One Saturday last November, Wilkes-Barre native Bryn Mesko ran the 13.1 miles of the Philadelphia Half-Marathon. The next day, did she rest? Put her feet up?
No, she got up early and ran the 26.2 miles of the full Philadelphia Marathon.
All that running might sound excessive, but it’s helping Mesko prepare for an eight-day ultramarathon called Run Across Haiti.
Set to begin Feb. 16, the coast-to-coast, 230-mile feat is a fund-raiser sponsored by an organization known as Work, which hopes to provide jobs for adults in a poor neighborhood of Port-au-Prince.
“A lot of kids are in the workforce now. We want to flip flop that,” Mesko said in a telephone interview, explaining that if parents had access to good jobs, children could stay in school.
Mesko, 30, moved to the Pittsburgh area a year ago and just began a new job at PNC Bank. Earlier, she worked for a non-profit, and that’s where she heard about the run — which appealed to her altruism and sense of adventure.
“I loved everything about it,” she said, adding that recent disparaging remarks President Donald Trump reportedly made about the island country have only increased her motivation “to carry out the mission of the run, which is to showcase the beauty of Haiti and prove it’s not a place to be pitied or feared. I intend to do just that.”
Online video clips of a previous Run Across Haiti show what this year’s 40 runners, including Mesko, can expect. The clips show the athletes, equipped with head lamps, starting their day hours before dawn to beat the heat.
The first day’s course that year was 37 miles, or 60 kilometers, someone mentioned, yet the terrain was “flat and rolling.” Subsequent days would take the runners, and their support team, up mountainous roads, some 4,000 feet above sea level. They would also run through a crowded marketplace, and meet people along the way.
“We’re not running in a bubble,” one person said.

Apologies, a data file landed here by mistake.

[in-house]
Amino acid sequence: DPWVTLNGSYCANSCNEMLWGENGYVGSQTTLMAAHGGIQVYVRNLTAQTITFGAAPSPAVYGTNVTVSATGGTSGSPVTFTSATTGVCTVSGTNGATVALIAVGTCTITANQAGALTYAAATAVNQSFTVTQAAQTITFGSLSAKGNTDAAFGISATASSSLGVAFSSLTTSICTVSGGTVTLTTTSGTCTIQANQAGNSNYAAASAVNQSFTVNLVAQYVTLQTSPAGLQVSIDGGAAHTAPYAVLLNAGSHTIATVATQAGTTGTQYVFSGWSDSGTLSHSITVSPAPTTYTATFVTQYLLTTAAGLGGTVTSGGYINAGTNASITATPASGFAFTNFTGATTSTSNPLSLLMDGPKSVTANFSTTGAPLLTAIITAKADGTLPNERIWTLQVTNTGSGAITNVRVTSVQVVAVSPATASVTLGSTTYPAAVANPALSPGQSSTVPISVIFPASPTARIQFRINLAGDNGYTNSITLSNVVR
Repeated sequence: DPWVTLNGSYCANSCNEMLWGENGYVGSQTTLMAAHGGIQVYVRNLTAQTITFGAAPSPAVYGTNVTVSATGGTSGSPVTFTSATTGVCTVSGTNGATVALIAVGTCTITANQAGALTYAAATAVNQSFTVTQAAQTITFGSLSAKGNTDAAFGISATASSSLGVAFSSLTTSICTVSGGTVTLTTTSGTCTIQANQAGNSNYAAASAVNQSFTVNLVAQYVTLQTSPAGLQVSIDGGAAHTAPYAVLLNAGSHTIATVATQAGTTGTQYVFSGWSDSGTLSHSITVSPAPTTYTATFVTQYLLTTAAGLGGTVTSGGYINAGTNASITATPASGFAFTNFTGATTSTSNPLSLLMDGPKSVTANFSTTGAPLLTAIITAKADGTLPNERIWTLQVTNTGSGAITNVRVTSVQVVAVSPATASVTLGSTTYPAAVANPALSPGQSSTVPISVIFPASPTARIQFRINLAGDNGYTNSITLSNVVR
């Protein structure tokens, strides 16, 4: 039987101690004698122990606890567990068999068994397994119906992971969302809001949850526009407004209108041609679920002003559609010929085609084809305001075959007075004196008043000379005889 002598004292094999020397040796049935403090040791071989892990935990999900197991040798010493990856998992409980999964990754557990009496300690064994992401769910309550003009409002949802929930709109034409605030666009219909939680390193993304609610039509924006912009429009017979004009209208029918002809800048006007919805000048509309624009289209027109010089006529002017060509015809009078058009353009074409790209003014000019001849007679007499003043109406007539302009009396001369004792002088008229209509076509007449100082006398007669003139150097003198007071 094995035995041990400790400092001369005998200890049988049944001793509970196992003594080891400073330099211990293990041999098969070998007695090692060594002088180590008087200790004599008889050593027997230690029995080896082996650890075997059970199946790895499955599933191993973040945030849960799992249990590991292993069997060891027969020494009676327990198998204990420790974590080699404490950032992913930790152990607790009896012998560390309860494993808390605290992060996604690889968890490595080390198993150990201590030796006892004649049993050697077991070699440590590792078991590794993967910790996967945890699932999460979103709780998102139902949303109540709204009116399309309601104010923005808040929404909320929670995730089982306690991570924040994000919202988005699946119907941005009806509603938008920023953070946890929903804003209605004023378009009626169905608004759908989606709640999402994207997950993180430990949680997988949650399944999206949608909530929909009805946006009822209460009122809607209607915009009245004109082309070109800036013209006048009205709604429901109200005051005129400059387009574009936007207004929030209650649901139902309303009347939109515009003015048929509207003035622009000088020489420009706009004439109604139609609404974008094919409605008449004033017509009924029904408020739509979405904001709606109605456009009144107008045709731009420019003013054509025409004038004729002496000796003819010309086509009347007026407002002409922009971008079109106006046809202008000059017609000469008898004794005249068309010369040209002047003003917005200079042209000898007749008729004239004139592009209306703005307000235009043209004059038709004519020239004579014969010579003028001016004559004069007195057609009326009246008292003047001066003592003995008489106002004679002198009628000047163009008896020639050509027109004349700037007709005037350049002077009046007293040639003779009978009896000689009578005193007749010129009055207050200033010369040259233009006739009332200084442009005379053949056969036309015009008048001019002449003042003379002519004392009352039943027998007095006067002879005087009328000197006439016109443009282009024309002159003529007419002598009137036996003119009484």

Explaining a small boy had run alongside him for six miles, one runner pointed out the lad had been wearing a pair of Crocs that were too big for him, yet the youth still gave the older runner the challenge of trying to keep up.
The runners spoke of battling humidity and fatigue but were determined to press on.
Haitians in heavily accented English encouraged them with such sentiments as “Keep it up,” “You can do this” and “May God bless you.”
Mesko, who was a swimmer before she began to devote herself to running, isn’t worried about keeping up, though she did say “knock on wood” as she anticipated the satisfaction of completing the grueling event.
Her preparation has included the Pittsburgh Marathon and Scranton’s Steamtown Marathon in addition to the Philadelphia races. With advice from Work’s team coach, she’s running 45 to 50 miles per week, and expects to increase that to 55 to 60 over the next five weeks.
A graduate of the former Bishop Hoban High School in Wilkes-Barre and Northeastern University in Boston, she is the daughter of Gertrude and George Mesko, of Wilkes-Barre.
Getting ready for the ultramarathon includes running on a treadmill when the outdoor temperatures are really cold, she said. “Can’t stop now!”
It also includes “eating whatever I want — a lot of pizza,” she added with a laugh.
Just as important as the physical training is the fund-raising. Mesko is committed to raising $10,000 to support the race and the cause.
People interested in contributing may do so through crowdrise.com/run-across-haiti1 or by sending a check made out to “Work” to 5109 Duncan St., Pittsburgh, PA 15201.